Last June, Alice Pistritto (‘20) was living in Sicily, Italy learning in the same classroom all day. Santiago Prada Ruiz (‘21), from Madrid, Spain, attended a school smaller than Oyster River High School (ORHS), with double the students. This year, they are both going to ORHS, having the opportunity to experience a whole new culture first hand.
For the 2019-2020 school year, ORHS welcomed two exchange students, Pistritto and Prada Ruiz, from Italy and Spain, who will be at ORHS for the whole school year. While this is a once in a lifetime opportunity for many, it also comes with the challenges of adjusting to a new school, a new country, and an entirely new culture.
“Living in a new country with a random family is pretty different,” said ORHS school counselor, Heather Machanoff, “but most of them know that that’s going to be the case. The agencies do a pretty good job of educating the students and families of what that’s going to be like.”
When given the opportunity, many exchange students choose to go to another country to improve their language skills. Pistritto, an exchange student from Italy, was no exception. “I hope I learn the language really well,” she explained. “It’s really been my dream since I was really little.”
However, learning English or any new language is no easy feat, especially when immersed in it within the high school environment. Prada Ruiz, a Spanish exchange student agreed saying, “The language is really hard and I’m still getting used to it.”
Kara Sullivan, ORHS English teacher, explained that as an English teacher, she has a unique position with helping exchange students adjust to Oyster River and the English language in general. “I’ve spent a lot of time working with writing, especially on how to find better words for what’s trying to be said, or how to stop overusing the same phrases,” Sullivan said.
Aside from the language, Pistritto noticed many cultural differences within the school. “The first week was difficult because the school is really big for me and really different. For example, in Italy we have to stay in the same class [all day],” she said.
Prada Ruiz mentioned the stress of finding his way around a school like ORHS. “It was very hard the first day because I got lost going to every class.” He also explained the differences he’d noticed within the high school and its students. “The high school [in Spain], for example, we don’t have lockers and the food is very different, the people are different. How people treat each other is different, how people dress,” he said.
Pistritto noted that ORHS gives students more options for classes. “In Italy we have to do the same subjects for all five years of high school so we can’t decide what we want to do. For example, I studied Latin, [and] I hate Latin. So here I had the possibility to choose what I really like, for example psychology,” she said.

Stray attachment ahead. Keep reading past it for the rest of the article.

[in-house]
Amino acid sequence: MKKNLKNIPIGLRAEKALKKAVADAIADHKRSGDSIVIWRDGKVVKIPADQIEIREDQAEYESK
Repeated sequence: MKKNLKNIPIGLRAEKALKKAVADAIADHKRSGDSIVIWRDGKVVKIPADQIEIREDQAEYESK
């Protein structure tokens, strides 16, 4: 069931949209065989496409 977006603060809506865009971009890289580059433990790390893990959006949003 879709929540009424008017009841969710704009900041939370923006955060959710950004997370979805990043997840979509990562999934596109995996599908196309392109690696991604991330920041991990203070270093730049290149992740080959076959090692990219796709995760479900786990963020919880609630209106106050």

While making friends at a new school may seem like a daunting task, Pistritto explained, “everybody is really friendly, so it’s not really difficult to make friends because everyone is really kind to me.” She also added that many exchange students open up more with others during their time abroad. “A lot of exchange students have trouble making friends but during this experience they learn how to do it,” she said.
Anna Sargent (‘21), a member of a host family in the district explained her own perspective on different cultures. “It’s been really interesting because you get to learn about the differences between your culture and someone else’s. Almost every day they point out how something here is different from something there. I’ve gotten to see pictures of where they live and how they don’t drive cars and even if they wanted to they couldn’t get their license until they were eighteen, which is way different from here.”
While being immersed in a new language and culture is a challenge of its own, Sargent explains that American high school social groups may be even more of a challenge for incoming students. “The most difficult thing is making friends because everybody by junior year already has their cliques, so it’s hard for them to figure out who to hang out with, especially when they’re all new and don’t understand American norms yet,” said Sargent.
While this may be the case at first, many exchange students will make those connections sooner rather than later. Machanoff explains, “to go to another country and live for a year, your personality typically will be one of maybe a little more outgoing or open to new experiences, so I think [exchange students] make friends pretty easily because of that.”
Aside from the challenges faced by the exchange students themselves, the transition the school has to go through can also be difficult, when what’s required by ORHS and the school at home doesn’t coincide. “The education systems are very different. Sometimes what the student perceives they need or that the school is saying they need back home doesn’t mesh, so those are some challenges that we have to work through,” explained Machanoff.
While the current system allows for two exchange students to come to Oyster River each year, Sargent expressed her frustration with this, suggesting, “more people should have exchange students at Oyster River High School because the ones that we do have definitely feel very singled out.”
Prada Ruiz concluded with his thoughts on the importance of cultural exchange experiences. “It opens the mind, that is the most important reason. You get to know new people which are very different from the ones you know from home. I feel grateful for being here, not everyone in Spain has this opportunity.”
Artwork by Hannah Jeong